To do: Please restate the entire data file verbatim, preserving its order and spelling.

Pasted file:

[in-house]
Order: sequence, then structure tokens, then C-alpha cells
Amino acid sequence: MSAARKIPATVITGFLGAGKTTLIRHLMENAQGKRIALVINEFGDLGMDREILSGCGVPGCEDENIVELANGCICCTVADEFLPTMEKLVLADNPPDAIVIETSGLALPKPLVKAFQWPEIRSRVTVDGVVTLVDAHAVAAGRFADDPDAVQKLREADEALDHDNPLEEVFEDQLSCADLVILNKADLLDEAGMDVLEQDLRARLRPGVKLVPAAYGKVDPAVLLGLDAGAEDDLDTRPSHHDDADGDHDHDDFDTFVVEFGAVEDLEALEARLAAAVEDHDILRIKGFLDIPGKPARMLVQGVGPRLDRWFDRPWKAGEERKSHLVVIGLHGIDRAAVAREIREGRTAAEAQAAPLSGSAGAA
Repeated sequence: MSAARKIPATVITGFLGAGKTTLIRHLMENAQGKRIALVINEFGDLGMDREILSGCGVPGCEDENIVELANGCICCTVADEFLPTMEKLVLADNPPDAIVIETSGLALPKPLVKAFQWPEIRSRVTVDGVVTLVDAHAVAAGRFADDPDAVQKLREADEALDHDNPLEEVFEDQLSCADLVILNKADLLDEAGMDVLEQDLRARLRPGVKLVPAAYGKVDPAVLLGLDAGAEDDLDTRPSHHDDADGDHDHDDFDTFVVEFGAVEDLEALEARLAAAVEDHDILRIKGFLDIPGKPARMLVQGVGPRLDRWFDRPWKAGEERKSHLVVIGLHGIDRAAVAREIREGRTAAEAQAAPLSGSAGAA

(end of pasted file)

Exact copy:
[in-house]
Order: sequence, then structure tokens, then C-alpha cells
Amino acid sequence: MSAARKIPATVITGFLGAGKTTLIRHLMENAQGKRIALVINEFGDLGMDREILSGCGVPGCEDENIVELANGCICCTVADEFLPTMEKLVLADNPPDAIVIETSGLALPKPLVKAFQWPEIRSRVTVDGVVTLVDAHAVAAGRFADDPDAVQKLREADEALDHDNPLEEVFEDQLSCADLVILNKADLLDEAGMDVLEQDLRARLRPGVKLVPAAYGKVDPAVLLGLDAGAEDDLDTRPSHHDDADGDHDHDDFDTFVVEFGAVEDLEALEARLAAAVEDHDILRIKGFLDIPGKPARMLVQGVGPRLDRWFDRPWKAGEERKSHLVVIGLHGIDRAAVAREIREGRTAAEAQAAPLSGSAGAA
Repeated sequence: MSAARKIPATVITGFLGAGKTTLIRHLMENAQGKRIALVINEFGDLGMDREILSGCGVPGCEDENIVELANGCICCTVADEFLPTMEKLVLADNPPDAIVIETSGLALPKPLVKAFQWPEIRSRVTVDGVVTLVDAHAVAAGRFADDPDAVQKLREADEALDHDNPLEEVFEDQLSCADLVILNKADLLDEAGMDVLEQDLRARLRPGVKLVPAAYGKVDPAVLLGLDAGAEDDLDTRPSHHDDADGDHDHDDFDTFVVEFGAVEDLEALEARLAAAVEDHDILRIKGFLDIPGKPARMLVQGVGPRLDRWFDRPWKAGEERKSHLVVIGLHGIDRAAVAREIREGRTAAEAQAAPLSGSAGAA